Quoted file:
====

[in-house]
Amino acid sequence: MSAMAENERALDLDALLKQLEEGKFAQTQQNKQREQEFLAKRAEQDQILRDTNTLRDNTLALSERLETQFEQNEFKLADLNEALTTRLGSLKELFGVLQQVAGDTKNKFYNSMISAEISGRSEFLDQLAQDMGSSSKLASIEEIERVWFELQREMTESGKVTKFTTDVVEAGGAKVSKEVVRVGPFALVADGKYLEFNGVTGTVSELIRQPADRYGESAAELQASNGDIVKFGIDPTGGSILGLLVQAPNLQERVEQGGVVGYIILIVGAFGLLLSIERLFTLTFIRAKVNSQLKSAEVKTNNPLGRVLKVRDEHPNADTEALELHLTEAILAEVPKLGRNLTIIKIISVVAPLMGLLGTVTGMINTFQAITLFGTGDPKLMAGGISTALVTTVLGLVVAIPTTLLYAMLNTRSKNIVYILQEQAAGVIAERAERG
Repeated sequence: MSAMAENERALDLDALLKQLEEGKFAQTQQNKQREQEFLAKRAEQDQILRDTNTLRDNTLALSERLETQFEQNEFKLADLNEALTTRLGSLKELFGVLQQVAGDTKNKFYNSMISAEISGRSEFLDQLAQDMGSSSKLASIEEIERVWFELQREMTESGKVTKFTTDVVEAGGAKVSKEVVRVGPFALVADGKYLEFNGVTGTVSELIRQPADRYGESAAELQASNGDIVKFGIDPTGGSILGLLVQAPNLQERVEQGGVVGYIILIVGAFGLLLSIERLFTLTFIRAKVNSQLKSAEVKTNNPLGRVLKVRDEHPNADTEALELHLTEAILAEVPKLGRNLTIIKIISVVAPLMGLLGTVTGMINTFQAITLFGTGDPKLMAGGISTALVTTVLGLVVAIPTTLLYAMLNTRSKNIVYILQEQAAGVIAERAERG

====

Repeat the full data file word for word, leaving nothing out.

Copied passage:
[in-house]
Amino acid sequence: MSAMAENERALDLDALLKQLEEGKFAQTQQNKQREQEFLAKRAEQDQILRDTNTLRDNTLALSERLETQFEQNEFKLADLNEALTTRLGSLKELFGVLQQVAGDTKNKFYNSMISAEISGRSEFLDQLAQDMGSSSKLASIEEIERVWFELQREMTESGKVTKFTTDVVEAGGAKVSKEVVRVGPFALVADGKYLEFNGVTGTVSELIRQPADRYGESAAELQASNGDIVKFGIDPTGGSILGLLVQAPNLQERVEQGGVVGYIILIVGAFGLLLSIERLFTLTFIRAKVNSQLKSAEVKTNNPLGRVLKVRDEHPNADTEALELHLTEAILAEVPKLGRNLTIIKIISVVAPLMGLLGTVTGMINTFQAITLFGTGDPKLMAGGISTALVTTVLGLVVAIPTTLLYAMLNTRSKNIVYILQEQAAGVIAERAERG
Repeated sequence: MSAMAENERALDLDALLKQLEEGKFAQTQQNKQREQEFLAKRAEQDQILRDTNTLRDNTLALSERLETQFEQNEFKLADLNEALTTRLGSLKELFGVLQQVAGDTKNKFYNSMISAEISGRSEFLDQLAQDMGSSSKLASIEEIERVWFELQREMTESGKVTKFTTDVVEAGGAKVSKEVVRVGPFALVADGKYLEFNGVTGTVSELIRQPADRYGESAAELQASNGDIVKFGIDPTGGSILGLLVQAPNLQERVEQGGVVGYIILIVGAFGLLLSIERLFTLTFIRAKVNSQLKSAEVKTNNPLGRVLKVRDEHPNADTEALELHLTEAILAEVPKLGRNLTIIKIISVVAPLMGLLGTVTGMINTFQAITLFGTGDPKLMAGGISTALVTTVLGLVVAIPTTLLYAMLNTRSKNIVYILQEQAAGVIAERAERG